Children in the crosshairs
Another day, another child killed, in what police and the military routinely describe as legitimate operations.
Last week, Johndy Maglinte, 16, and a companion, Antonio Dalit, were shot dead after police said they fought back when authorities were serving their arrest warrants in an anti-drug operation in Biñan City, Laguna. But Maglinte’s mother and family are disputing this account, backed up by witnesses who said they saw Maglinte begging for his life when he was shot. The boy’s body was found lying face down with his hands cuffed behind, recalling the way 17-year-old Kian delos Santos was summarily killed by cops in 2017.
Citing the statement of Maglinte’s live-in partner, the Commission on Human Rights (CHR) said the police had shot Dalit, who was the original target of the raid, but that Maglinte had witnessed the killing and was therefore eliminated.
On June 15, another minor lost her life in what the military claimed was an encounter with communist rebels in Lianga, Surigao del Sur. Three members of the Manobo tribe have provided a different story:
Angel Rivas, 12, along with Willy Rodriguez and older sister Lenie, were fired upon by soldiers while they were harvesting abaca; the victims were carrying only farm implements and not firearms or explosives as alleged by the military, the Manobos said.
Brig. Gen. Allan Hambala, commander of the Army’s 401st Infantry Brigade, meanwhile said that thick jungle foliage prevented soldiers from seeing that there was a minor among the group of suspected rebels who, he claimed, started firing at them. It was only after the clash, when soldiers searched the area, that they found the minor. Some quarters allege that the minor had also been raped.
The Philippine National Police has admitted “operational lapses” in the Laguna raid, but that didn’t stop PNP chief Gen. Guillermo Eleazar from taking at face value the police’s “nanlaban” narrative. “If you’re on the brink of death, you don’t need to know if it’s a child or an adult who’s threatening your life,” he said in a TV interview Sunday. The killing of minors was “sad and maddening,” he added, “but there are criminals who use children in their operations.”
Eleazar quickly placed the 10 Laguna police officers involved in the operation under restrictive custody, but his early defense of his men’s actions, without benefit of any formal investigation, will only prevent more witnesses from coming forward, and provides scant comfort to the victims’ families. The PNP and the CHR have vowed to investigate the case, and even Unicef, alarmed at the number of Filipino children getting killed in state operations, has urged a thorough probe. So far, only one EJK case—that of Delos Santos, which was fortunately caught on video—has led to the conviction of the police officers involved, out of at least 122 cases of minors who have died in the course of the administration’s “war on drugs.”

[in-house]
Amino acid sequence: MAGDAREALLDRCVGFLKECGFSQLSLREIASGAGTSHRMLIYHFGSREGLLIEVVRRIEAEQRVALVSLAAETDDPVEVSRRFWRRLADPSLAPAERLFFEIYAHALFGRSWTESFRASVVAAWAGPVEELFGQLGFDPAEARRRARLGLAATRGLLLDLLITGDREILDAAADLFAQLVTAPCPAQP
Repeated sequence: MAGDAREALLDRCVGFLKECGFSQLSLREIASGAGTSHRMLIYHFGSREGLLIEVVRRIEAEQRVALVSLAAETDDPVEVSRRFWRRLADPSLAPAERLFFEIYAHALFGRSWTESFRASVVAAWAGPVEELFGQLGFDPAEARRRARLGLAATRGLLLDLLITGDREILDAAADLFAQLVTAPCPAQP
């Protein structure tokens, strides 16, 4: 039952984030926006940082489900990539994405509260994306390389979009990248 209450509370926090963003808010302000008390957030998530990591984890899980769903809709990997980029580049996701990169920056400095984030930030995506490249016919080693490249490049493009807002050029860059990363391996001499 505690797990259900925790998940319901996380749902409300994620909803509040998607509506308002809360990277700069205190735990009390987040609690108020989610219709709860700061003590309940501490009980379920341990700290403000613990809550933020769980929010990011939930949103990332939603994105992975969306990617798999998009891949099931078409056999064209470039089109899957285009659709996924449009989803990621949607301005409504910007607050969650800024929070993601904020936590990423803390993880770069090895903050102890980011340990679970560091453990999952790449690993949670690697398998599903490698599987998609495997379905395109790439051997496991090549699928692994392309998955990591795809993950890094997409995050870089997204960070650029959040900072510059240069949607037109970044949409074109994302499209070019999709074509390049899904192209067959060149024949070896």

That figure comes from the report of the World Organization Against Torture, which examined child deaths in the Philippines between July 2016 and December 2019. According to the report, police were responsible for over half of the killings documented, while the other half involved unknown assassins who went on their deadly sprees in masks or hoods. The report also said some of the children were deliberately killed, with police potentially targeting those who had witnessed another killing, or claiming that they had acted in self-defense. In other cases, children were killed as proxies when the real targets could not be found, or were hit by stray bullets as police fired indiscriminately within the narrow confines of the suspect’s home.
A case in point was the killing of three-year-old Myka Ulpina in June 2019; police claimed she was used as a shield by her father in a drug operation in Rizal. Told of the child’s death, Sen. Bato dela Rosa, who served as police chief and enforcer of President Duterte’s anti-drug campaign, shrugged off Ulpina’s death. “Shit happens during operations,” he said. President Duterte has also dismissed the shocking record of children’s deaths as “collateral damage.”
Such callousness and insouciance toward the slaying of minors by police and the military are in sharp contrast to the moral indignation and breast-beating the government demonstrated recently, when FEU football player Kieth Absalon and his cousin were killed in a landmine explosion that the communist New People’s Army eventually owned up to. Government officials and law enforcers expressed rage, vowed to seek justice, demanded the surrender of the guilty parties, and called for accountability in the condemnable deaths caused by the rebels—sentiments that were starkly absent once the killings swung once again to innocent minors caught in the grip of state-perpetrated violence.
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